Being the second oldest of eight children, there was never a dull moment in our house. Personality differences were common but the love we had for each other was obvious. With this being said, I am the only child out of those eight that has not only graduated high school but I am now working towards my Bachelor Degree in Elementary Education. We were a poor family and education was not on the top of the list of priorities. The first four of us were like stair-steps and seven years later came another set of stair-step children. My closest sister, Evie, was deaf and my mother sent us both to a school for the hearing impaired to ensure someone could communicate with her. I have fond memories of this school and the time Evie and I were able to share with each other. Unfortunately, Evie passed away before the age of 7 and with the loss of my sister, I also lost sign language. Although, I never lost the desire to help others and loved being around kids. Along with Evie, my granddaughter Tiana, has also had situations in her life that no child should endure. Her parents enjoyed the “street-life” more than the blessing of a child and abandoned her. Consequently, I am now her legal guardian and she resides with me. Evie and Tiana are my reason for becoming a teacher!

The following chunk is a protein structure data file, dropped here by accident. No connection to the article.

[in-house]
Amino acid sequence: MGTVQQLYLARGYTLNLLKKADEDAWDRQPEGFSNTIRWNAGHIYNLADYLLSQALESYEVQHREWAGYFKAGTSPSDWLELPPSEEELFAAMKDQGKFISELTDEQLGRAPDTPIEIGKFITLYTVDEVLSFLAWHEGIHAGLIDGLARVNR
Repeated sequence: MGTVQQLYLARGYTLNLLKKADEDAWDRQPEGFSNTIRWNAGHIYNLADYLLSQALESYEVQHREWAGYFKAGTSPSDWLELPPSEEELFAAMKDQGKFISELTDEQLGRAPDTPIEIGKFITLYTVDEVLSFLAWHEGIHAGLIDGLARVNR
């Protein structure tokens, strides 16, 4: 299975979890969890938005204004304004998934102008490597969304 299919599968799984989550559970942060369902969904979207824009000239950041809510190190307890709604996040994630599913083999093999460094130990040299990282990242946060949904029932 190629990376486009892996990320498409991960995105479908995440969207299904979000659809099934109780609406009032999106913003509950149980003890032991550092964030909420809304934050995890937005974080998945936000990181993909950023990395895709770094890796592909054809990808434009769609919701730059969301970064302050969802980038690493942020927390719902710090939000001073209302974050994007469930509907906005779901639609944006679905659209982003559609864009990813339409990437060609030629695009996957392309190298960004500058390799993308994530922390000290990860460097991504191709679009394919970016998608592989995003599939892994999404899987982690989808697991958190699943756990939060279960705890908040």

It would seem that diversity, such as that experienced by Evie and Tiana would not be an issue here in the twenty-first century. Unfortunately, it seems to be one of the biggest hurdles for people to overcome. Children are not only being judged by their peers but also by adults. Yet despite this, I believe a difference can be made in the lives of the children from adults who ensure their needs are met first and foremost. It is our job as teachers to educate th...
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...s enjoyment, to see math as a necessary tool in day-to-day living, to have science open up in the world around them and make different choices than what is in the history books.
It is my belief, as a teacher, that I am teaching children about life through books, articles, computers, movies, experiences, heartaches and let-downs. It is necessary to use everything around us as a learning tool to encourage thinkers, to empower doers, and to enable their growth to reach for the unreachable. There are no boundaries if we don’t set limits on how, when, where and who we teach. In spite of our disabilities, we all have the ability to learn and grow every day. Every soul is able learn even the slightest of tasks that usually goes unnoticed. If you were to ask yourself, “what did I learn today,” I would have a hard time believing someone if their answer was “nothing.”
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